Gold prices took yet another beating Thursday as the U.S. dollar strengthened.
June-dated bullion futures were down $10.30 at $854.80 an ounce in recent action on the Comex division of the New York Mercantile Exchange.
The value of gold has dropped from its all-time high around $1,030 an ounce on March 17, when troubled investment bank
was rescued by
and investors scrambled for safe-haven investments. Since then, worries about the U.S. economy and financial system have receded somewhat and investors have dumped their bullion holdings.
"The markets are treating May/June
dates as the pivot point beyond which they can no longer reliably depend on ever cheaper dollars to fuel speculative binges in commodities," writes Jon Nadler, a metals analyst at Montreal-based bullion dealer Kitco.
Over time, the value of the U.S. currency and the price of dollar-denominated commodities such as gold tend to move in opposite directions.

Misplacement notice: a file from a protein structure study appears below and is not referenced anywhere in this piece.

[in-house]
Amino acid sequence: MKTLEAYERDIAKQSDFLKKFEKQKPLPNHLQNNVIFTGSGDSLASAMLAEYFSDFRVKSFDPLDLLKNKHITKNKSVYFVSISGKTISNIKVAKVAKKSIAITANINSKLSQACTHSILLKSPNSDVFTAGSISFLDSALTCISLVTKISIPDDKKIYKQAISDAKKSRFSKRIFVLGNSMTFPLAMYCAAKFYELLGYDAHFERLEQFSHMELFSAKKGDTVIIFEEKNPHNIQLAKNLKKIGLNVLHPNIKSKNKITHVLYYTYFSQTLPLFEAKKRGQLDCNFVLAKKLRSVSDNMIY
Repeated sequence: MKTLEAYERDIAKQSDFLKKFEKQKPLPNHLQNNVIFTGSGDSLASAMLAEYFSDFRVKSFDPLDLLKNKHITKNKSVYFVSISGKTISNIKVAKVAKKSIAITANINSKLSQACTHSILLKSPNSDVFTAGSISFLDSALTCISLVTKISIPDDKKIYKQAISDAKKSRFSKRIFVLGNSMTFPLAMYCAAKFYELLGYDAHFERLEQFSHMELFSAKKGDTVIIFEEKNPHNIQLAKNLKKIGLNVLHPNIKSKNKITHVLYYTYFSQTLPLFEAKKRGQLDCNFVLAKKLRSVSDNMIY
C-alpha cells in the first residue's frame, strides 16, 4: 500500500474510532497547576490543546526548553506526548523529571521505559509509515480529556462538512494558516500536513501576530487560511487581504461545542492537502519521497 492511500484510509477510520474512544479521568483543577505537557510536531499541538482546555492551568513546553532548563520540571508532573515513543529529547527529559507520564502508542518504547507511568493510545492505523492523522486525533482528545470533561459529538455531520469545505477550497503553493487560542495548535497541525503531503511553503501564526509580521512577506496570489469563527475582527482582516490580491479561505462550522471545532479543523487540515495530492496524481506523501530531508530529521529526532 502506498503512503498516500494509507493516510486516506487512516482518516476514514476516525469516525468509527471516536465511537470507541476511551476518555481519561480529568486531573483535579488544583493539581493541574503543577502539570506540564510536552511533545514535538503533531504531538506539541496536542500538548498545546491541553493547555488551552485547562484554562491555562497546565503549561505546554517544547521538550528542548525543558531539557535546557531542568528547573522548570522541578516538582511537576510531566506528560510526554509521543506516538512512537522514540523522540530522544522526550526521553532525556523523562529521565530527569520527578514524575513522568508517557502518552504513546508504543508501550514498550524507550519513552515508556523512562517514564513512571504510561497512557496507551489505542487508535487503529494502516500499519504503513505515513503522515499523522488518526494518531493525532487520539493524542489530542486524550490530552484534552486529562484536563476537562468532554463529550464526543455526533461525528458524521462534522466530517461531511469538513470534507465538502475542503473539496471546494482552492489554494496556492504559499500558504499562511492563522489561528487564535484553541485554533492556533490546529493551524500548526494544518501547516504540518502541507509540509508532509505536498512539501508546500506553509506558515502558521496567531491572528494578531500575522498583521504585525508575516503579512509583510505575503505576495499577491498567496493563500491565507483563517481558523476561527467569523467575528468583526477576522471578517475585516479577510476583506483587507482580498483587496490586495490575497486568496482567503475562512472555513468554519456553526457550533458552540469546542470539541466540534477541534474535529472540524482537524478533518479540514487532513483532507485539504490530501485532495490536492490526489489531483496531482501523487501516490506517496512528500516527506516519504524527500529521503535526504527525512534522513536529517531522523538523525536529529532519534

In the overnight session, the price traded as high as $883.60 on word out of the Middle East that a number of unidentified Gulf States are considering dropping their peg to the U.S. dollar.
A switch away from the dollar by oil-rich countries could reduce demand for the greenback, leading to a further fall in an already relatively weak currency. So any speculation of a change in policy tends to cause volatility in the foreign-exchange market and in the prices of dollar-denominated assets.
"It's not brand-new news, but it's coming from a more official source, the Kuwaiti finance minister," says Andy Montano, director of precious metals at Toronto-based bullion bank ScotiaMocatta.
streetTracks Gold Shares
, which holds bars of gold bullion, was down almost 3%.
One euro was buying $1.5482, down from $1.5637 on Wednesday. The dollar was buying 103.83 Japanese yen, marginally changed from 103.87 yen previously. The British pound was selling for $1.9765, down from $1.9889.
CurrencyShares Euro Trust
was down 1%, and the
CurrencyShares Japanese Yen Trust
was lower by 0.1%. The
CurrencyShares British Pound Sterling
was off 0.5%.